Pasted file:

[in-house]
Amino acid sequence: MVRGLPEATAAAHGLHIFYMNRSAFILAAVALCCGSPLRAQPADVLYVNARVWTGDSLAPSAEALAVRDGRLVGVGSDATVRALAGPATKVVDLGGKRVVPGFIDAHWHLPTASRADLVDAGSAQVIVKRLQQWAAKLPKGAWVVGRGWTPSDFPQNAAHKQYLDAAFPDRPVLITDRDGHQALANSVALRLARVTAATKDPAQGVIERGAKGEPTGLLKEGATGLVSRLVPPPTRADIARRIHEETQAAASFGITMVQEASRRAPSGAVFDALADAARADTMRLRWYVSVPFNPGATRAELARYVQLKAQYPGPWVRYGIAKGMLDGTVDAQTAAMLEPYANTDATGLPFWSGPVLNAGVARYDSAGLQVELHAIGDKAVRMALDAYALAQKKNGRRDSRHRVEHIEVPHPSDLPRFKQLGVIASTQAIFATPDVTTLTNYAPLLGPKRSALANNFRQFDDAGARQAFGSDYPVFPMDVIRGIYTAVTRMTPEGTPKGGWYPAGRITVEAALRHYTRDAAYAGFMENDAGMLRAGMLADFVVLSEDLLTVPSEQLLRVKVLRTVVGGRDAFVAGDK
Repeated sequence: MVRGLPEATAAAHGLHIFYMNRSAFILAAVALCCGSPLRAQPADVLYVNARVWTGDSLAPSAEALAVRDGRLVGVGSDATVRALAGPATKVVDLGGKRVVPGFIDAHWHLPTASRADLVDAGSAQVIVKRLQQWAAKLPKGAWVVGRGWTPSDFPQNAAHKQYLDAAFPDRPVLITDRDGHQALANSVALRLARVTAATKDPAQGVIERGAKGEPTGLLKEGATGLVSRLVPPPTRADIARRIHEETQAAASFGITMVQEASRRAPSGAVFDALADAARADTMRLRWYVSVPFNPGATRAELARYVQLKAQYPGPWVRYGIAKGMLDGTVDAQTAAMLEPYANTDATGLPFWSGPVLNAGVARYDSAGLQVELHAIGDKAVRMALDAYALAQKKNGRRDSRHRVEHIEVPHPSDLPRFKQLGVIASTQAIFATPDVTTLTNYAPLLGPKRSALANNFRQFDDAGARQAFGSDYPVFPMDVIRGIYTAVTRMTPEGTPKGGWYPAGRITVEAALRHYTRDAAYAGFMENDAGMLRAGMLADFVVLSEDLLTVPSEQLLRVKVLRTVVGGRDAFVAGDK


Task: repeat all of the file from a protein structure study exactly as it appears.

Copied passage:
[in-house]
Amino acid sequence: MVRGLPEATAAAHGLHIFYMNRSAFILAAVALCCGSPLRAQPADVLYVNARVWTGDSLAPSAEALAVRDGRLVGVGSDATVRALAGPATKVVDLGGKRVVPGFIDAHWHLPTASRADLVDAGSAQVIVKRLQQWAAKLPKGAWVVGRGWTPSDFPQNAAHKQYLDAAFPDRPVLITDRDGHQALANSVALRLARVTAATKDPAQGVIERGAKGEPTGLLKEGATGLVSRLVPPPTRADIARRIHEETQAAASFGITMVQEASRRAPSGAVFDALADAARADTMRLRWYVSVPFNPGATRAELARYVQLKAQYPGPWVRYGIAKGMLDGTVDAQTAAMLEPYANTDATGLPFWSGPVLNAGVARYDSAGLQVELHAIGDKAVRMALDAYALAQKKNGRRDSRHRVEHIEVPHPSDLPRFKQLGVIASTQAIFATPDVTTLTNYAPLLGPKRSALANNFRQFDDAGARQAFGSDYPVFPMDVIRGIYTAVTRMTPEGTPKGGWYPAGRITVEAALRHYTRDAAYAGFMENDAGMLRAGMLADFVVLSEDLLTVPSEQLLRVKVLRTVVGGRDAFVAGDK
Repeated sequence: MVRGLPEATAAAHGLHIFYMNRSAFILAAVALCCGSPLRAQPADVLYVNARVWTGDSLAPSAEALAVRDGRLVGVGSDATVRALAGPATKVVDLGGKRVVPGFIDAHWHLPTASRADLVDAGSAQVIVKRLQQWAAKLPKGAWVVGRGWTPSDFPQNAAHKQYLDAAFPDRPVLITDRDGHQALANSVALRLARVTAATKDPAQGVIERGAKGEPTGLLKEGATGLVSRLVPPPTRADIARRIHEETQAAASFGITMVQEASRRAPSGAVFDALADAARADTMRLRWYVSVPFNPGATRAELARYVQLKAQYPGPWVRYGIAKGMLDGTVDAQTAAMLEPYANTDATGLPFWSGPVLNAGVARYDSAGLQVELHAIGDKAVRMALDAYALAQKKNGRRDSRHRVEHIEVPHPSDLPRFKQLGVIASTQAIFATPDVTTLTNYAPLLGPKRSALANNFRQFDDAGARQAFGSDYPVFPMDVIRGIYTAVTRMTPEGTPKGGWYPAGRITVEAALRHYTRDAAYAGFMENDAGMLRAGMLADFVVLSEDLLTVPSEQLLRVKVLRTVVGGRDAFVAGDK